Logitech created a brand story that could be told over time. This was a shift from promotional one-offs to hyper-personal, individual experiences across the lifecycle to provide the communications and experiences consumers need, want or like as they move from prospects to customers then advocates. This resulted in increased brand awareness, engagement, customer satisfaction and revenue.
Learn more about the Logitech story.
There’s a lot B2C marketers can learn from this case study – namely, how to put customer needs at the forefront of all marketing communications.
B2C marketers easily change course when new trends emerge.3 As the adage goes, the reed will bend before the wind but will not break. When the pandemic required brands to pivot their campaigns on a dime, B2C marketers rose to the challenge and created new messaging to meet the times.
Example: ModCloth changes their product strategy to accommodate new consumer needs
B2C clothing brand ModCloth quickly updated their email approach in response to the COVID-19 crisis. Instead of touting their usual vintage-inspired workwear, they almost instantaneously shifted to promoting clothes that appeal to a workforce that had started prioritizing comfort over style.
As we mentioned in our article that myth-busted the differences between B2B and B2C marketing, social media should not just be the realm of B2C marketers. Sometimes, in the B2B world, marketers and sales teams alike can lose track of the fact that they are selling to individuals, not just a company. And in 2021, everyone is on social media.
B2C brands have an arsenal of social media tactics at their disposal – including promoted posts, user-generated content, and influencer marketing. Finding the right target audience on social media can lead to increased brand awareness and conversions. As B2B marketers enter the social media space, they can use tools, such as B2C Link, that combine consumer data and business data to identify and target prospects as they move between their work and personal lives.
Example: Boohoo uses influencers to engage their target audience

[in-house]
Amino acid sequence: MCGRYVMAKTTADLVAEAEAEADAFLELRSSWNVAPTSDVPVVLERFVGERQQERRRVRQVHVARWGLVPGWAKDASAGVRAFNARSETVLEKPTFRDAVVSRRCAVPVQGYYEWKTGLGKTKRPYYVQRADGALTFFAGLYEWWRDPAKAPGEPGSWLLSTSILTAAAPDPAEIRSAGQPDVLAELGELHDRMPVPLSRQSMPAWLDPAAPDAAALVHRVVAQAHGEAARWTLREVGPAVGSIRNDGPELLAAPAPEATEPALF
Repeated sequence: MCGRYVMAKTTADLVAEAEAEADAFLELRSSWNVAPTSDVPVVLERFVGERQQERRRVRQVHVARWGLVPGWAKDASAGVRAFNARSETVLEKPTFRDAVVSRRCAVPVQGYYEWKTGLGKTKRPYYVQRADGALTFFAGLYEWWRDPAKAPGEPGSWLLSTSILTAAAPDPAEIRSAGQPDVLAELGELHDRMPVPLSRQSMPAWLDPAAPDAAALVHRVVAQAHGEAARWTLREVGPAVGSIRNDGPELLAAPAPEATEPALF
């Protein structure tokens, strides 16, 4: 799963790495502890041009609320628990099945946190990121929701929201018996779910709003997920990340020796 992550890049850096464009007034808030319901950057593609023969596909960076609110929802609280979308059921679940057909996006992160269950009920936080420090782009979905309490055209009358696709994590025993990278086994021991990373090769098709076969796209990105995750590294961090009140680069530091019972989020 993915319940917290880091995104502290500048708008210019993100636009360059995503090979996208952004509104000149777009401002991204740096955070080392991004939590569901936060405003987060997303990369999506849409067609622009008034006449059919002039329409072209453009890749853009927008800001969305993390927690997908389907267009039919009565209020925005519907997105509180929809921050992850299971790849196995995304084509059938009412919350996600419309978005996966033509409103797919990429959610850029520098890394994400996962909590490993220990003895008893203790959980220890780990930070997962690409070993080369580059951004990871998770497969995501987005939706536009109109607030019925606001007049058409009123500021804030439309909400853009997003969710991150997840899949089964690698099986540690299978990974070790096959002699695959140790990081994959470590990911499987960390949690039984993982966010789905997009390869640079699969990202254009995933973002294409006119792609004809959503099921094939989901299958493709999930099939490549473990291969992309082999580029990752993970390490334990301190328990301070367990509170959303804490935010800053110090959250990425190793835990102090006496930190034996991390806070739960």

Clothing retailer Boohoo’s target audience is Millennial and Gen Z women. Their online voice is fun, laid back and intimate.
They use influencers heavily in their social media strategy. The influencers they choose are generally young, female reality TV or TikTok stars who are popular among their fanbase. B2B companies can use the same principle in their social media marketing strategy by aligning with thought leaders, popular authors, or business gurus whose endorsement will carry weight with their audiences.
The blurring of lines between personal and professional lives, combined with evolving data and technology, mean that it’s time for companies to start approaching buyers as multi-faceted individuals. Armed with the right data and tools, both B2C and B2B companies can develop a holistic marketing and sales plan that is fully personalized and connects with buyers on a deeper level.
Advances in data analysis, predictive analytics and automation are moving B2B sales and marketing teams from account-based marketing towards ABM-i, a truly individualized approach to account outreach.
As Content Marketing Manager, Natasia is responsible for helping strategize, produce and execute Data Axle's content. With a passion for writing and an enthusiasm for data management and technology, Natasia creates content that is designed to deliver nuggets of wisdom to help brands and individuals elevate their data governance policies. A native New Yorker, when Natasia is not at work she can be found enjoying New York’s food scene, at one of NYC’s many museums, or at one of the city’s many parks with her two teacup yorkies.